The grenade was thrown at the base of the fire so the glass would smash and release the chemicals – putting out the fire.
Recently I have written and posted about collectible antique Glass Paperweights, Target Balls, Marbles, Witch Balls, Fly Traps, Glass Fishing Floats, Lightning Rod Balls and Christmas Ornaments and now would like to discuss Glass Fire Grenade Bottles. Again, the common geometric shape is the circle as all of these objects are usually round.
What amazes me is that there are just so many areas of our hobby to investigate and potentially collect. Of course ‘glass’ is the material that really binds all this together.
Glass fire extinguisher ‘grenades’ or bottles were containers that held chemicals and were typically six to eight inches tall. They had a narrow neck with a round body and were sealed with cement and a cork. The cement seal prevented the liquid from escaping should the cork shrink. Other versions had a foil seal placed over the cork to create additional protection. There was often a wire loop on the neck used to hang the grenade from a hook on the wall or a nail. Often, two or three of these grenades were sold at time in a wire basket.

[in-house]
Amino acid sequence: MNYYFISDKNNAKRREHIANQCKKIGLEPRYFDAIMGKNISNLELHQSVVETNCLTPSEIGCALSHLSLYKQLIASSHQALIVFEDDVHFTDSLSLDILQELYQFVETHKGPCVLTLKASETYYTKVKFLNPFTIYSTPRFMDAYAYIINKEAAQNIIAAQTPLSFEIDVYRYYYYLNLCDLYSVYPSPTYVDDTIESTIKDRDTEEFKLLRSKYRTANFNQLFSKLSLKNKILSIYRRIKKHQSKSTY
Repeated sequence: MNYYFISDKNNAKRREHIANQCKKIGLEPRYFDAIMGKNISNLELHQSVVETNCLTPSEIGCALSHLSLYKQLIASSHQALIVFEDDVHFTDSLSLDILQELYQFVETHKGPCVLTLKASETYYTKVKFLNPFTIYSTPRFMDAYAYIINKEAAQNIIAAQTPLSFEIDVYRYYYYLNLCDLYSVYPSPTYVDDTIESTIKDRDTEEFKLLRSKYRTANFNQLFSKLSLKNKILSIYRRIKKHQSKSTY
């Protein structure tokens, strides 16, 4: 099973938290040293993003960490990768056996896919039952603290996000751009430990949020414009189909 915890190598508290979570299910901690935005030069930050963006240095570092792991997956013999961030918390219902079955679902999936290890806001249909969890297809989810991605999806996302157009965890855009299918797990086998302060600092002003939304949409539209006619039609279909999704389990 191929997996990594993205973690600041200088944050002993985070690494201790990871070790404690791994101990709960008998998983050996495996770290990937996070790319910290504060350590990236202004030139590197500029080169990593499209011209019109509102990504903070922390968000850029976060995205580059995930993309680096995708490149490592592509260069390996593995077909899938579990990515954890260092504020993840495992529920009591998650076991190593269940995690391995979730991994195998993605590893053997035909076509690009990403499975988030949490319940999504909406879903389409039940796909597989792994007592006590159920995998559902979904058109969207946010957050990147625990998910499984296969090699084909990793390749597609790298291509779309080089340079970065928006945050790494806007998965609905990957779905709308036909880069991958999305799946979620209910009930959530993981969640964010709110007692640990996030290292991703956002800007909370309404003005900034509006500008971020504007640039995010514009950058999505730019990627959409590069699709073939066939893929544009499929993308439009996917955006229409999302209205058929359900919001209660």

The grenade was thrown at the base of the fire so the glass would smash and release the chemicals – putting out the fire. Most were made after 1870 and until about 1910. These glass grenades are rare since they were made to be destroyed. They are often ornate and come in striking colors, so they are very sought after by collectors.
[from Wikipedia] Another type of carbon-tetrachloride extinguisher was the Fire Grenade. This consisted of a glass sphere filled with CTC, that was intended to be hurled at the base of a fire (early ones used salt-water, but CTC was more effective). Carbon tetrachloride was suitable for liquid and electrical fires and the extinguishers were fitted to motor vehicles. Carbon-tetrachloride extinguishers were withdrawn in the 1950s because of the chemical’s toxicity–exposure to high concentrations damages the nervous system and internal organs. Additionally, when used on a fire, the heat can convert CTC to Phosgene gas, formerly used as a chemical weapon.
I have put together a Gallery of pictures showing a rather wide range of shapes and design. The colors, as you will see, are outstanding.
Read More: Antique Fire Grenade Bottles by Maureen Timm
Read More: Shop Owner and Dealer Alert…Glass Fire Extinguishers Can Be Hazardous To Your Health! by Kathy Greer
Read More: In Case of Fire…Throw Grenade! by Pam Poston